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Epigenetic researchers: Touching infants frequently affects their genetic expression

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More than just emotional health at issue?/jolopes, Fotolia

This sort of finding, assuming it holds up, is killing Darwinism. From ScienceDaily:

The amount of close and comforting contact between infants and their caregivers can affect children at the molecular level, an effect detectable four years later, according to new research from the University of British Columbia and BC Children’s Hospital Research Institute.

The study showed that children who had been more distressed as infants and had received less physical contact had a molecular profile in their cells that was underdeveloped for their age — pointing to the possibility that they were lagging biologically.

“In children, we think slower epigenetic aging might indicate an inability to thrive,” said Michael Kobor, a Professor in the UBC Department of Medical Genetics who leads the “Healthy Starts” theme at BC Children’s Hospital Research Institute.

Although the implications for childhood development and adult health have yet to be understood, this finding builds on similar work in rodents. This is the first study to show in humans that the simple act of touching, early in life, has deeply-rooted and potentially lifelong consequences on genetic expression.Paper. (paywall) – Sarah R. Moore, Lisa M. McEwen, Jill Quirt, Alex Morin, Sarah M. Mah, Ronald G. Barr, W. Thomas Boyce, Michael S. Kobor. Epigenetic correlates of neonatal contact in humans. Development and Psychopathology, 2017; 29 (05): 1517 DOI: 10.1017/S0954579417001213 More.

The problem is, Darwinism is about natural selection acting on random mutation of genes. But evolution is now known to happen in many ways other than random mutation of genes. Natural selection becomes a tautology: Not all life forms that come into existence will survive and leave descendants (Lynn Margulis). At that point, all claims about purely Darwinian selection must compete with other evidence-based assertions. This is not a good time to be splintering lecterns on behalf of the single greatest idea anyone ever had (Darwinism). Increasingly, it’s not much of an idea at all and evolution has multiple drivers.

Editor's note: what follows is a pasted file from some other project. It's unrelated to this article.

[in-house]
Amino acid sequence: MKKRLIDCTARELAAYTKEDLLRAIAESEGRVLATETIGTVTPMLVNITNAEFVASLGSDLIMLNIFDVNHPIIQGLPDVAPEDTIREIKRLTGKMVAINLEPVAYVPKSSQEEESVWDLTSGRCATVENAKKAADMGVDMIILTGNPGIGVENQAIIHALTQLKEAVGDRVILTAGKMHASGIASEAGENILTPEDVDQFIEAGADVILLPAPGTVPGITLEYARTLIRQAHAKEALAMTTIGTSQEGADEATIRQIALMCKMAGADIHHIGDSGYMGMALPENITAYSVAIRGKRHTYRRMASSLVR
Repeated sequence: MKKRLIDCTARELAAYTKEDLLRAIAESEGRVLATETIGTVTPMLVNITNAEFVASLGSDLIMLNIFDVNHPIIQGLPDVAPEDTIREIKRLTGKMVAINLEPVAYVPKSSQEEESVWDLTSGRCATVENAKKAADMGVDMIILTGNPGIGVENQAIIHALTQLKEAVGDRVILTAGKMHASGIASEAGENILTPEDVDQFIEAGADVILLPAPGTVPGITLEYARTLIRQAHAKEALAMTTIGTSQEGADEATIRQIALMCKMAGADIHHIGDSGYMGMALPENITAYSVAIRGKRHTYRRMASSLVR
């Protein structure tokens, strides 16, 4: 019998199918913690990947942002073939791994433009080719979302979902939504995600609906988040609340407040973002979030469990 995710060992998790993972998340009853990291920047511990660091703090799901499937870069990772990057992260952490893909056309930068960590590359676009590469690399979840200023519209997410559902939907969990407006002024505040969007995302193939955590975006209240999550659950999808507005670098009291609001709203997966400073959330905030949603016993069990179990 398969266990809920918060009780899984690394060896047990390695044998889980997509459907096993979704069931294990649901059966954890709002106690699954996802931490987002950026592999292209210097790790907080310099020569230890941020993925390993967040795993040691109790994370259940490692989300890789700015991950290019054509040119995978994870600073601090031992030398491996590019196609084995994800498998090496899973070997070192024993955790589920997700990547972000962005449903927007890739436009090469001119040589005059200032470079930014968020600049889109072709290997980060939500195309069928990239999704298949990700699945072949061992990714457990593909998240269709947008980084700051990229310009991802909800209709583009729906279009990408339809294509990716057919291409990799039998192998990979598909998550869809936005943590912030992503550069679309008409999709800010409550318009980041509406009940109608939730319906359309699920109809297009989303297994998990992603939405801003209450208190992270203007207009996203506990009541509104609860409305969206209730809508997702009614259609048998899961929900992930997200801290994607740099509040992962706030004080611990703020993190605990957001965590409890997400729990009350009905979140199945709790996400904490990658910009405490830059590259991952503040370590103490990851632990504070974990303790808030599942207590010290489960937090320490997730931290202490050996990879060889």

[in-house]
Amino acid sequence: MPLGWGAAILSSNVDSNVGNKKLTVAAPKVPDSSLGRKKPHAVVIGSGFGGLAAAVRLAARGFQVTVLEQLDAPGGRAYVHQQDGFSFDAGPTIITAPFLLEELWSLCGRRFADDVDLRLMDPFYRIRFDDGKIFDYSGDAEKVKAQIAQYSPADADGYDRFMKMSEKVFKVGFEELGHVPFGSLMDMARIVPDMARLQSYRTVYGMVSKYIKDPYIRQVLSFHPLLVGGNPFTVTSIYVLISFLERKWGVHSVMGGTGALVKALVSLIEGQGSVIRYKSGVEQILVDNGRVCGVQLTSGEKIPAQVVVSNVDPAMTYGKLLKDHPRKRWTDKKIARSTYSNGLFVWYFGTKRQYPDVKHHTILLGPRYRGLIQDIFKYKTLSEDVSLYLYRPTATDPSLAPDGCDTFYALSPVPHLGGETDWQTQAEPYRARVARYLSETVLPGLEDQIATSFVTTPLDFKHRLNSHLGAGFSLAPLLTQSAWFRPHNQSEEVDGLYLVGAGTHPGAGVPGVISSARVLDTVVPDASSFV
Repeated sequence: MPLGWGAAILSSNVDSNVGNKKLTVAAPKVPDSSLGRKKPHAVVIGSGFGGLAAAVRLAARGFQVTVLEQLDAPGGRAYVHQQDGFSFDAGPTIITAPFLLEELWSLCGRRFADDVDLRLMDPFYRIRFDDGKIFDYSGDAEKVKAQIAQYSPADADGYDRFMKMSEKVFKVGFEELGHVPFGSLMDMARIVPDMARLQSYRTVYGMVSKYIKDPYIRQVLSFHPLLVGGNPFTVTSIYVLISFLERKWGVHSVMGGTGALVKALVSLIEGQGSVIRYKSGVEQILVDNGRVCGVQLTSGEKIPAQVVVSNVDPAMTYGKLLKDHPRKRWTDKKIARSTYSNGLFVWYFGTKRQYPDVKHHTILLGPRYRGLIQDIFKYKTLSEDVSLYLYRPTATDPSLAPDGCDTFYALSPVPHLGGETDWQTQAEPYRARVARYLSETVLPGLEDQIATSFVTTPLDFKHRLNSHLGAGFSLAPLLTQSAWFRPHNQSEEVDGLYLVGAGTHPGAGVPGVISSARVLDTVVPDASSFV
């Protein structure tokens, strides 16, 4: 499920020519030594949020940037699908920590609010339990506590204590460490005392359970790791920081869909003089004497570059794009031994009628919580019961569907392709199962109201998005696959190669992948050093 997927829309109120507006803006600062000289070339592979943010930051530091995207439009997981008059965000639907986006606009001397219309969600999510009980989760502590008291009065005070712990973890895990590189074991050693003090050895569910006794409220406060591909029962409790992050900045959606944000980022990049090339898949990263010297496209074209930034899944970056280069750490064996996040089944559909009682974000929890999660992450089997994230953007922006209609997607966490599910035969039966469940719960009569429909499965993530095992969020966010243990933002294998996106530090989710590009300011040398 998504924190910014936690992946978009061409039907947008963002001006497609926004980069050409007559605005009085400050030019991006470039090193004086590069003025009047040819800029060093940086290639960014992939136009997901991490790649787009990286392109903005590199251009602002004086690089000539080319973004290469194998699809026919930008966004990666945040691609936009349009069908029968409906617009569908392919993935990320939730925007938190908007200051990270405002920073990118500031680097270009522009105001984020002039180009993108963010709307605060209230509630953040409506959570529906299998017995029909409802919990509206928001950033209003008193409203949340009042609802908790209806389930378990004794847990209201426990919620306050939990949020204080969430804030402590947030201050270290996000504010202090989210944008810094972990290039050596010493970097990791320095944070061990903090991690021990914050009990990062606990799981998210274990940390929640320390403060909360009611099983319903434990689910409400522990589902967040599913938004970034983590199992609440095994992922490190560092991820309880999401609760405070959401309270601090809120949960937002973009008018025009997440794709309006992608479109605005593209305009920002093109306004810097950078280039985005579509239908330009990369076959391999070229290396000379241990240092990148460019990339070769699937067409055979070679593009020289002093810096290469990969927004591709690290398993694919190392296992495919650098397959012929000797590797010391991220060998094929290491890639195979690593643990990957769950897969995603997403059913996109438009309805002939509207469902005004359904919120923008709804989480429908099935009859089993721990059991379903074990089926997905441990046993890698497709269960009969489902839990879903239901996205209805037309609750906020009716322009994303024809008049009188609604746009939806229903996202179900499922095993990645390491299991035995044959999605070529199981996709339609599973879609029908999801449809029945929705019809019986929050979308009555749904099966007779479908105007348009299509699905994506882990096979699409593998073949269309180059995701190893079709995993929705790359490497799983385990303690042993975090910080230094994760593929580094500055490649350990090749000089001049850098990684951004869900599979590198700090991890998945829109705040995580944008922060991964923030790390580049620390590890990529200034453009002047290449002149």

Philip Cunningham writes to wonder, “If we are merely genetically determined robots, as Darwinists hold, how is it possible for us to affect our gene expression?” Well, um, more people are going to be asking those questions more frequently and with more freedom.

Note: News posting will be light till this evening due to other deadlines.

See also: Epigenetic change: Lamarck, wake up, you’re wanted in the conference room!

and

What the fossils told us in their own words

2 Replies to “Epigenetic researchers: Touching infants frequently affects their genetic expression

  1. 1
    vmahuna says:

    One of the Great Experiments of Communism was Romania’s decision to steal a generation of babies and raise them in State “orphanages” under proper Socialist Collectivist care. The produce thousands of socially isolated zombies.

    I tour an orphanage once, back when we still had them in the US, and I was approached by a little who might have been 2 or 3. The nurses were going to hustle him away because I was just there for a tour. And they asked him, “What’s so special about this person?”

    And the tiny boy, summoning all his tiny maleness, replied, “He’s a MAN.” In all his few years he had seen precious few males in a closed world of nuns and nurses. Every time I think of this, I know I should have picked him up and hugged him, in a male bonding kinda way, and cancelled the rest of the tour to spend time with him. And perhaps search out the other Lost Boys.

    Humans are social animals. Food, water, and a clean diaper are not sufficient. Young humans REQUIRE close personal contact with members of a manpack in order to grow into sane, rounded humans.

  2. 2
    polistra says:

    It’s pretty clear by now that sensory experience and memory have epigenetic effects. The HUGE question is: What’s the mechanism?

    We know, at least in terms of wiring diagram if not function, how a thought turns into a muscle contraction. How does a thought turn into a broad-based switching of genes in many cells?

    Is there a whole separate system, akin to the sympathetic and parasympathetic systems, that we haven’t noticed?

    Or is this what the axons are doing quietly and sneakily inside their myelin coatings? When myelin is lost, the axons are still sending signals slowly, which means they were always doing SOMETHING while the main speedy communication was jumping along the myelin.

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